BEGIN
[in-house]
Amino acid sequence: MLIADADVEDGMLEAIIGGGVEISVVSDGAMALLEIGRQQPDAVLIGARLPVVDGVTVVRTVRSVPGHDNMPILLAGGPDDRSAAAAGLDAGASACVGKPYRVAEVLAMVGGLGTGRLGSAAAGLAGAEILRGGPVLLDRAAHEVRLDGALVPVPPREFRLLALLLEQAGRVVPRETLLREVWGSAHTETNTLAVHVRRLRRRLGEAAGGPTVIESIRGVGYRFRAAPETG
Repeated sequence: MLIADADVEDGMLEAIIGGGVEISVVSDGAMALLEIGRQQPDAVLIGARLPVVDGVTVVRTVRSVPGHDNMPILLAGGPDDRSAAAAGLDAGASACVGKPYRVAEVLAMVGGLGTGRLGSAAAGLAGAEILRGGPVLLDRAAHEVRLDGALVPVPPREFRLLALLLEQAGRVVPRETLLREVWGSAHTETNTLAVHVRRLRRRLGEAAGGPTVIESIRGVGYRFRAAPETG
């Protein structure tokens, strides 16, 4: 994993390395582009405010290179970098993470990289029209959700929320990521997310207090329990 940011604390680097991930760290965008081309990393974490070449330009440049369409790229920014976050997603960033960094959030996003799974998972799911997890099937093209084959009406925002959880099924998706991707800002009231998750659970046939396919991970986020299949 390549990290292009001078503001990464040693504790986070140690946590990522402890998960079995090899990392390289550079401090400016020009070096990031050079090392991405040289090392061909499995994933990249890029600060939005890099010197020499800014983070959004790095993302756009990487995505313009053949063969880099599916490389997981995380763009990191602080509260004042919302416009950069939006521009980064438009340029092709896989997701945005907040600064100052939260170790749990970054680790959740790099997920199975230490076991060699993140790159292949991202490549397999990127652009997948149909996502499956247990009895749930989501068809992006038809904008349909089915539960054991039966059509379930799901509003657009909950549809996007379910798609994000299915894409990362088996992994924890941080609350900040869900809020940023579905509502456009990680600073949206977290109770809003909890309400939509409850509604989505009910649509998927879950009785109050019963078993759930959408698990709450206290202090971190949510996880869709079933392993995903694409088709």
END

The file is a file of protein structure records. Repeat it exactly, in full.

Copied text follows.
[in-house]
Amino acid sequence: MLIADADVEDGMLEAIIGGGVEISVVSDGAMALLEIGRQQPDAVLIGARLPVVDGVTVVRTVRSVPGHDNMPILLAGGPDDRSAAAAGLDAGASACVGKPYRVAEVLAMVGGLGTGRLGSAAAGLAGAEILRGGPVLLDRAAHEVRLDGALVPVPPREFRLLALLLEQAGRVVPRETLLREVWGSAHTETNTLAVHVRRLRRRLGEAAGGPTVIESIRGVGYRFRAAPETG
Repeated sequence: MLIADADVEDGMLEAIIGGGVEISVVSDGAMALLEIGRQQPDAVLIGARLPVVDGVTVVRTVRSVPGHDNMPILLAGGPDDRSAAAAGLDAGASACVGKPYRVAEVLAMVGGLGTGRLGSAAAGLAGAEILRGGPVLLDRAAHEVRLDGALVPVPPREFRLLALLLEQAGRVVPRETLLREVWGSAHTETNTLAVHVRRLRRRLGEAAGGPTVIESIRGVGYRFRAAPETG
């Protein structure tokens, strides 16, 4: 994993390395582009405010290179970098993470990289029209959700929320990521997310207090329990 940011604390680097991930760290965008081309990393974490070449330009440049369409790229920014976050997603960033960094959030996003799974998972799911997890099937093209084959009406925002959880099924998706991707800002009231998750659970046939396919991970986020299949 390549990290292009001078503001990464040693504790986070140690946590990522402890998960079995090899990392390289550079401090400016020009070096990031050079090392991405040289090392061909499995994933990249890029600060939005890099010197020499800014983070959004790095993302756009990487995505313009053949063969880099599916490389997981995380763009990191602080509260004042919302416009950069939006521009980064438009340029092709896989997701945005907040600064100052939260170790749990970054680790959740790099997920199975230490076991060699993140790159292949991202490549397999990127652009997948149909996502499956247990009895749930989501068809992006038809904008349909089915539960054991039966059509379930799901509003657009909950549809996007379910798609994000299915894409990362088996992994924890941080609350900040869900809020940023579905509502456009990680600073949206977290109770809003909890309400939509409850509604989505009910649509998927879950009785109050019963078993759930959408698990709450206290202090971190949510996880869709079933392993995903694409088709």